Friday, July 20, 2012

Yuma: The Sanguinetti House Museum

First-time visitors to Yuma should begin their exploration of the city with a visit to the Sanguinetti House Museum, formerly known as the Century House (see photo at right).  A small building located on the outskirts of the downtown, this museum showcases Yuma’s history from its time as a Native American settlement through the present.

E.F. Sanguinetti was a businessman in Yuma in the latter half of the nineteenth century and first half of the twentieth century.  If Hannibal Heyes and Kid Curry ever passed through Yuma, they very likely would have bought supplies at one of his many mercantile stores. 

The house was bequeathed to the city of Yuma by his children; two rooms have been restored with period furniture, including a Brattleboro organ in one and wood chairs with rattan seats in the other, and show how the Sanguinetti family lived.  There is a kitchen in another room with an icebox, a small cast-iron stove, and a sink with a pump for running water.  Unfortunately, photos were not allowed to be taken inside the museum.  (See two photos of the exterior above and one below.)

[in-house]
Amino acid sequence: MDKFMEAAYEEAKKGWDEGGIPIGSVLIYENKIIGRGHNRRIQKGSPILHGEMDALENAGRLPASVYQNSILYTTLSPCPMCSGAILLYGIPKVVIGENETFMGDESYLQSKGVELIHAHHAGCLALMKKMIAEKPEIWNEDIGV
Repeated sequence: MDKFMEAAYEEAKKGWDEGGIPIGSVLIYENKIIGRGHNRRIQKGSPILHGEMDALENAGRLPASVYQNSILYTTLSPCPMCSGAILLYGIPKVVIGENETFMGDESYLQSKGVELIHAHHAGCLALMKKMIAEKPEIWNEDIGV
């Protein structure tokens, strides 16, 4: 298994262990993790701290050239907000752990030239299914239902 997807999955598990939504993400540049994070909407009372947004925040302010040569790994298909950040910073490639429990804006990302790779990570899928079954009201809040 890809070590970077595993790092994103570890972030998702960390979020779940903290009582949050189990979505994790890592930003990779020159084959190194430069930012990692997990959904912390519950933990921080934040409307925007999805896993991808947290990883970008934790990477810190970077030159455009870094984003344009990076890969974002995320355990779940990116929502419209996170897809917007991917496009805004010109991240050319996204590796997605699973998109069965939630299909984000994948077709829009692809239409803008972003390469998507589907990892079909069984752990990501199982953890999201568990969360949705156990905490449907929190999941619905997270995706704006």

Other rooms presented exhibits about Yuma’s history.  A large map on the wall near the entrance situates Yuma in the Southwest and clearly shows why its geographic location made it so important in the nineteenth century.  There is information about the Quechan (Yuma) people’s traditional way of life and then a lot of information about the Spanish, who first explored the area in the sixteenth century but who didn’t settle there until the eighteenth. 

A good description of the attacks by the Native Americans on the Spanish missions is provided, complete with translations of primary source document excerpts.  The museum also has exhibits on the riverboat and railroad history of Yuma, with many photos and artifacts displayed.  Another section of the museum displays the history of the US military presence in Yuma, which continues to this day at the Yuma Proving Grounds.

The beautiful garden at the back of the house contains an aviary, complete with peacocks (see photo at right).  During seasons other than summer, the Garden CafĂ© is open for business.  Next door to the museum is a gift shop, well-stocked with books about Yuma and its history.  Be warned, however—credit cards are not accepted.

One hour at the Sanguinetti House Museum should be sufficient to thoroughly see what it has to offer.  It’s well worth it!

Official website for the Sanguinetti House Museum: